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Making the Case for Black Wealth in America


Dr. Lori Martin,
assistant professor of Africana Studies
at John Jay College of Criminal Justice.
Photo Credit: Jim Hershberger

by Alice T. Crowe

Despite the election of the nation’s first black president, civil rights gains, and advances in education, the gap between whites and blacks in wealth building is widening and the racial divide is enduring says Dr. Lori Latrice Martin, assistant professor of Africana Studies at John Jay College of Criminal Justice. Martin, who lives in Nyack, makes the case that blacks lack those assets necessary to sustain individuals, family for a specified time if an economic or health crisis should occur or some other unexpected event. She pulls no punches in pointing out some of the root causes for the racial divide in America in her new book, Black Asset Poverty and the Enduring Racial Divide.

Using research primarily focused on New York City, Martin presents census data collected before and after the Great Recession, various reports and the 2008 presidential election. Martin analyzes individual households, in New York City neighborhoods with substantial diverse black populations. She highlights successful attempts to aid in wealth building and the accumulation of assets through specific programs in New York City.

Dr. Martin examines the root causes why blacks have been unable to move ahead economically. Inspired by the book Black Wealth White Wealth, A New Perspective on Racial Inequality by Melvin L. Oliver and Thomas M. Shapiro, Martin adds to the dialogue of scholars who attempt to explain the disparities between white and black wealth. She sets herself apart from Shapiro and Oliver in that her research analyzes the effects of ethnicity and gender on black asset poverty. Martin breaks down wealth inequality within the black community by looking at asset poverty for blacks from the Caribbean and Africa.

This book is well written and thoroughly researched. Martin fills the void between limitations identified in previous studies such as Eugene Robinson in his book Disintegration, The Splintering of Black America. Martin disagrees with Robinson, a Pulitzer Prize-winning newspaper columnist and the former assistant managing editor of The Washington Post, who says race distinctions are in decline in America. Robinson argues that there is no need for a black agenda because there are now four black Americas divided by class and ethnicity. Martin says this is a fallacy that lacks validity.

Black Asset Poverty and the Enduring Racial Divide is a counter-argument to the idea that blacks are splintered. Martin offers hard facts and data of how historically blacks who have transcended poverty have historically held concern over the plight of other blacks less fortunate. Black elites have been the vanguard for establishing critical social and cultural intuition’s in response to racism and segregation.

Dr. Martin argues that racial wealth inequality and black asset poverty is a product of historical legacy in America. Martin supports her argument in the context of significant periods in American history including antebellum America and the era of Jim Crow, historical institutional practices that privileged some groups at the expense of other groups. For example, in New York, the New York State assembly passed an Act in the early 1700’s to prevent blacks from owning property that remained in effect until the 1800’s.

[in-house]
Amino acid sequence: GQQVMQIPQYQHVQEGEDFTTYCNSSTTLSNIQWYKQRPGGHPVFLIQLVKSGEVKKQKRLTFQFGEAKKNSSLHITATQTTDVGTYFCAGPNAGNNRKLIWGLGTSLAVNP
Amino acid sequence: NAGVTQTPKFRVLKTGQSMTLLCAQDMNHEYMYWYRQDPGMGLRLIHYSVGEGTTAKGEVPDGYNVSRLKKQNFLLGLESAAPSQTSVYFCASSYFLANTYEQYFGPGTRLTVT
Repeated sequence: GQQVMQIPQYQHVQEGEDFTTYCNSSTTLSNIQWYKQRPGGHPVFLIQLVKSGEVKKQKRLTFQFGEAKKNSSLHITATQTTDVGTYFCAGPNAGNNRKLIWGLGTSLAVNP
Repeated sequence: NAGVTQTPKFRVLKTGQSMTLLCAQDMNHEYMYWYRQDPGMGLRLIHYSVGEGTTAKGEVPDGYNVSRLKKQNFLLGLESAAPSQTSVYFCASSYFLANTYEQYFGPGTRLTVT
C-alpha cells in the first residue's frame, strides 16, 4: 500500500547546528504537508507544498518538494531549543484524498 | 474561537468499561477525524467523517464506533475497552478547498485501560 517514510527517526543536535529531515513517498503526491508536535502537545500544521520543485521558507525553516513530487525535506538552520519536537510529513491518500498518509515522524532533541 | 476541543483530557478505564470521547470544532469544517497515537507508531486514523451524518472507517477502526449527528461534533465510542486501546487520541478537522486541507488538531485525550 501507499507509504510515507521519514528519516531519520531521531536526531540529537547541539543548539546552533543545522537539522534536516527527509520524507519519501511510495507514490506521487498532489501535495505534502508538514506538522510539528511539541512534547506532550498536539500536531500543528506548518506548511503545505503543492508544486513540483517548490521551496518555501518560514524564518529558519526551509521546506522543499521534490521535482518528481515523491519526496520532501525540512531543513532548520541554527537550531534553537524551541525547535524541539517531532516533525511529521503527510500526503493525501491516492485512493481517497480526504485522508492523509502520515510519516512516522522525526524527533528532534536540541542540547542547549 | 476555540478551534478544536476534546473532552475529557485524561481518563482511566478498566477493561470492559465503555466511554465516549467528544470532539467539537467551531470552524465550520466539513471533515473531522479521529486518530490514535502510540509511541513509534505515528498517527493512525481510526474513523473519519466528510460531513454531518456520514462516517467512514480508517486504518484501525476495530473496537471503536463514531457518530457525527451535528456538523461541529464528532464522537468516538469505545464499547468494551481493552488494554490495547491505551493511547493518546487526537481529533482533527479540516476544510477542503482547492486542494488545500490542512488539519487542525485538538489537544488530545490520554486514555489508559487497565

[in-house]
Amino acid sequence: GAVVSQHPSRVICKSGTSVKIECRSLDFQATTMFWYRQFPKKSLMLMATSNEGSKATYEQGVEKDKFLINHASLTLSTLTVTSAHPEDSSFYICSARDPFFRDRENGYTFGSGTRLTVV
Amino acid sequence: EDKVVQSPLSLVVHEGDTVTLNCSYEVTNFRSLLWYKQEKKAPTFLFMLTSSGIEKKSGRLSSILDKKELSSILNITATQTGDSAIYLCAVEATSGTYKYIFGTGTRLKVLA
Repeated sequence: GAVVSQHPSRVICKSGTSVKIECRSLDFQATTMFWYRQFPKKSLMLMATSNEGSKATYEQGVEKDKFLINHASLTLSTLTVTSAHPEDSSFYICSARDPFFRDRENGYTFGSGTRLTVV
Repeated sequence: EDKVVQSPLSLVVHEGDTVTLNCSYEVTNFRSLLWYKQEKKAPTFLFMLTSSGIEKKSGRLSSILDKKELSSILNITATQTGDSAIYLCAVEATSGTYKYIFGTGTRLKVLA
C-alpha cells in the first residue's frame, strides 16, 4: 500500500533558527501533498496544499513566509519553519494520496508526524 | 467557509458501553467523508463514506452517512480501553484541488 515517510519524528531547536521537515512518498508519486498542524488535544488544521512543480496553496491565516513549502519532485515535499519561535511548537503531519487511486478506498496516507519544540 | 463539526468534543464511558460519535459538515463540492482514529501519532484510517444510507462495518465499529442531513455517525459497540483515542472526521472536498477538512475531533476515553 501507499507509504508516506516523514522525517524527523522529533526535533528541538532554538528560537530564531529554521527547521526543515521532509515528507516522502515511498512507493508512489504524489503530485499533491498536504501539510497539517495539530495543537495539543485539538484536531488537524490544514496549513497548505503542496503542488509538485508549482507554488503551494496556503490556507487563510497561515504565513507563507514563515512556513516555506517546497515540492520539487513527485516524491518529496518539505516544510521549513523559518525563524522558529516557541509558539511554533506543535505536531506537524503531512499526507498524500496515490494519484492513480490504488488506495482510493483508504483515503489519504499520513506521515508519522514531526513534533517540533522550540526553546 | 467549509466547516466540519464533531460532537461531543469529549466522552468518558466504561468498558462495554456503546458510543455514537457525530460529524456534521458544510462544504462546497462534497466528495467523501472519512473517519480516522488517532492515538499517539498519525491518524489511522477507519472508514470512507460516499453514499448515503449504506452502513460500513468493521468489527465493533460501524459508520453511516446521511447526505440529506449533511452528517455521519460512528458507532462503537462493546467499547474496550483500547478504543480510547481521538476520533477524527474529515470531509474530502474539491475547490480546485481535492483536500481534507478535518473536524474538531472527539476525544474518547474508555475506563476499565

She makes the case that despite the election of President Barack Obama, blacks still remain asset poor in America.

While there are credible scholars who contend that the failure of some blacks to attain wealth is due to a lack of education, Martin strikes down that argument by demonstrating through case study that formal education historically had little or nothing to do with acquiring significant assets in America.

Martin cites at least two significant examples of wealth builders who had little or no formal education, Cynthia Hesdra and John Jack Johnson.

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John Jack Johnson is an example of an aged black with little or no education who amassed great wealth. Martin suggests that researchers must understand how patterns of asset accumulation might differ for certain groups. Jack Johnson had little or no formal education and came to amass assets that enriched the lives of his immediate family and the communities in which he lived and worked.

  • Johnson was able to purchase 14 houses that he rented out to economically disadvantaged for very little or no cost. Johnson was a carpenter’s helper and learned to build and repair homes. Johnson was able to bring more than 100 families from Mississippi to New York in search of a better life. He is credited with producing a community of lawyers, teachers, medical technicians, and business owners.
  • Cynthia Hesdra, a wealthy New York City black business woman and property owner who accumulated over $100,000 during the 1800’s, is the subject of an earlier book published by Martin, “The Ex-Slaves Fortune: The Story of Cynthia Hesdra.” Edward and Cynthia Hesdra were two of the wealthiest blacks in Rockland County before the 1900’s. One of Hesdra’s houses located in Nyack was believed to be a refuge on the Underground Railroad. Dr. Martin was instrumental in having a street named after Cynthia Hesdra in Nyack New York.

The importance of Martin’s contribution to the public debate cannot be overstated. This book offers tremendous implications for social policy. It lays a framework to challenge blacks to construct an agenda toward wealth building and asset accrual for the future. Black Asset Poverty and the Enduring Racial Divide is published by Lynn Reiner Publishers.

 Alice T. Crowe is an attorney and playwright in Nyack, New York.

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